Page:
I have had problems laser cutting this because there is not a laser cutter with enough power to cut through the material, but I have created files for the CNC cutting machines in the Soft Modelling workshop to test the flexibility of the material. The issue is that I am not used to creating files for this machine, so have only managed to create samples that are not flexible enough or with cuts that are too large. This has given me insight into how I need to cut the material for a successful cut, so it has been a helpful exercise.

I am planning to outsource laser cutting to experiment further with this material and to see if it is viable to use it instead of birch ply for the degree show.

Keeping form.

IMG_2287 IMG_2286

Some more experiments into the control of form. The first images use wire, which I find less effective than the other material I have experimented in. Perhaps a more flexible aluminium wire would be more suitable than the steel wire I have used here as it would allow for more flexibility. What I have been trying to achieve is to put a strip of wire through the hinge to allow it to be bent into different forms that will be supported by the wire.

I have also had a play with clipping smaller hinge parts into larger pieces, this has happened completely by accident and I need to experiment further to see if it can be further developed.

Controlling Form.







Experimenting with components to control the shape and bend of hinges whilst still allowing the design to be fully adjustable and easy to manipulate.


The use of string or rope can allow for many other components to become involved in a design for an object. Rope or string can be manipulated the most and also threaded through the hinge design as well as simply through certain parts to really limit the movement. String allows for a pulley system to be involved which means the hinge design can be controlled using cleats, ties and weights.

Elastic bands are also a successful way to control the hinges but only in one direction unless a frame is used to increase support of the hinge.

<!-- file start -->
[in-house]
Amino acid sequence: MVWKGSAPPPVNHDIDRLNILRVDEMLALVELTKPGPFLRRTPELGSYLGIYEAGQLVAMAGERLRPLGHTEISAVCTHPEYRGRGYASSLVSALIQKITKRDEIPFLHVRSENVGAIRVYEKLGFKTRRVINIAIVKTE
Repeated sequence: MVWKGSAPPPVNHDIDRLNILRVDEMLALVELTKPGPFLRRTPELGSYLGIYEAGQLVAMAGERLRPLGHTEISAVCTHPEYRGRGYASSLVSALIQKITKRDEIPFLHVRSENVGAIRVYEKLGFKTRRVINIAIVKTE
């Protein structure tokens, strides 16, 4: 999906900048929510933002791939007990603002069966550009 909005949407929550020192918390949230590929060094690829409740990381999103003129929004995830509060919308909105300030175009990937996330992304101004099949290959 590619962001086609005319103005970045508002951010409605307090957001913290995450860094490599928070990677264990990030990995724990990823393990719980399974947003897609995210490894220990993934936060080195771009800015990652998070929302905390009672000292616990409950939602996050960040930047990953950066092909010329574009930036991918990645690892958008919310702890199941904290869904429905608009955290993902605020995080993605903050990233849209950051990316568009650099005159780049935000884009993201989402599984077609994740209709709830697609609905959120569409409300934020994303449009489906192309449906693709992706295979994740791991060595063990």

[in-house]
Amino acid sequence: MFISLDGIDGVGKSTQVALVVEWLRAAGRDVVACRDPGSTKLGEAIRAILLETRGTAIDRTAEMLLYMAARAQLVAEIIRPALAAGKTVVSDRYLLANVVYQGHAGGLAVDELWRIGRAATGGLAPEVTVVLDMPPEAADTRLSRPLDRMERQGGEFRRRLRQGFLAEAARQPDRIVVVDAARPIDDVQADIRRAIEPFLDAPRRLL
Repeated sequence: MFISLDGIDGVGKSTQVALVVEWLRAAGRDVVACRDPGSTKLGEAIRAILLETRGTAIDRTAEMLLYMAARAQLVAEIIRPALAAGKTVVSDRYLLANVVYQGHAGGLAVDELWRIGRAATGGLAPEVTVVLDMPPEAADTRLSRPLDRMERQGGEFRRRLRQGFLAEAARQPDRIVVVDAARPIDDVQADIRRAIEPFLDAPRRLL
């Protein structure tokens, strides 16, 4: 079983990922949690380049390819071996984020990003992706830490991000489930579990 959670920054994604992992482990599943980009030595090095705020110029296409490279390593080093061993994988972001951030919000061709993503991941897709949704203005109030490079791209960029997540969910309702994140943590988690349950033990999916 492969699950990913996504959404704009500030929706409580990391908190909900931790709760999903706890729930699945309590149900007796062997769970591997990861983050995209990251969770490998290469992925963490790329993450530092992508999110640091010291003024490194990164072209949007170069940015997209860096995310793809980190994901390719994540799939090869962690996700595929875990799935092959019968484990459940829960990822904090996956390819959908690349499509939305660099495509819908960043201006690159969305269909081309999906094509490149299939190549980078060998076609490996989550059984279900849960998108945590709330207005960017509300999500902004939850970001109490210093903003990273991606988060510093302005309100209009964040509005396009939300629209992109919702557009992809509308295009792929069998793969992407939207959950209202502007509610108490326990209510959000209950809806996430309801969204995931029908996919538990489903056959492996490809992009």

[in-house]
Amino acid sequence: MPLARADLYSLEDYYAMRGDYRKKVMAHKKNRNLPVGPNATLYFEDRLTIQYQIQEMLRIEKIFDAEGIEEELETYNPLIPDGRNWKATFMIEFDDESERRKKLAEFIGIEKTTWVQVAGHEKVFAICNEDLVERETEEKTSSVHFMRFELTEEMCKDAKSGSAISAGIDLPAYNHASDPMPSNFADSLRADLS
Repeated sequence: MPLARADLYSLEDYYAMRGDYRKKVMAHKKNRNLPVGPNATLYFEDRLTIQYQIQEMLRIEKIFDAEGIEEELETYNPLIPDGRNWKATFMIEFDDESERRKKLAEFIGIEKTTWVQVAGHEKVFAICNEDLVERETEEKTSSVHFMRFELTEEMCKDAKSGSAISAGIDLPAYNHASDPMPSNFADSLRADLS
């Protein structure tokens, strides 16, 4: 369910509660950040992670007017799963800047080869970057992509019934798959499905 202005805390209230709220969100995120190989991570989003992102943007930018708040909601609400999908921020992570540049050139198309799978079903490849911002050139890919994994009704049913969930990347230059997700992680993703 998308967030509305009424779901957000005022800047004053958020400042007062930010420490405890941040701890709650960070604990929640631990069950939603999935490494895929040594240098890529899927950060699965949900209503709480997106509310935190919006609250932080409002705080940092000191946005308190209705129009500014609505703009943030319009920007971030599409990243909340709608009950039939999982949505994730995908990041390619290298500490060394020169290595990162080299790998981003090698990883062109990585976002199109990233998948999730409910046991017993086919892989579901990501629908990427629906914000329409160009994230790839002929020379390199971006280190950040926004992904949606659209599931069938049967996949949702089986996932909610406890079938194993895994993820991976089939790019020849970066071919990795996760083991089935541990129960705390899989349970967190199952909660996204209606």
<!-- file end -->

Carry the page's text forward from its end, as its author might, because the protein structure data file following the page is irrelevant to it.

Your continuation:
New Hinge Experiments.




I have been experimenting with the spacing of the cuts of the hinges and the pattern they can create. The top image is of a cross pattern which has limited flexibility but is not as successful as the more simple rectangular and square cut designs.

The second image is an experimentation in spacing of one of the original hinge designs. It is apparent that it is not the simply the size of the cut that affects the flexibility, it is more about the negative space in relation to the amount of material that is left around it.

There is also the possibility to cut more rounded shapes to create hinges, but I prefer the look of the straight line and the way they work with light and shadow.

Form Building.







I have taken a break from laser cutting and have decided to play with strips of cardboard instead to get a feel for what these lights could look like.

The first design is quite simple, created with two pieces alternately cut and slotted together, this design has potential, but a “kiss” cut using a loser cutter would also be needed. This type of cut does not cut all the way through the material, but comes close. It would allow more bendability of the material.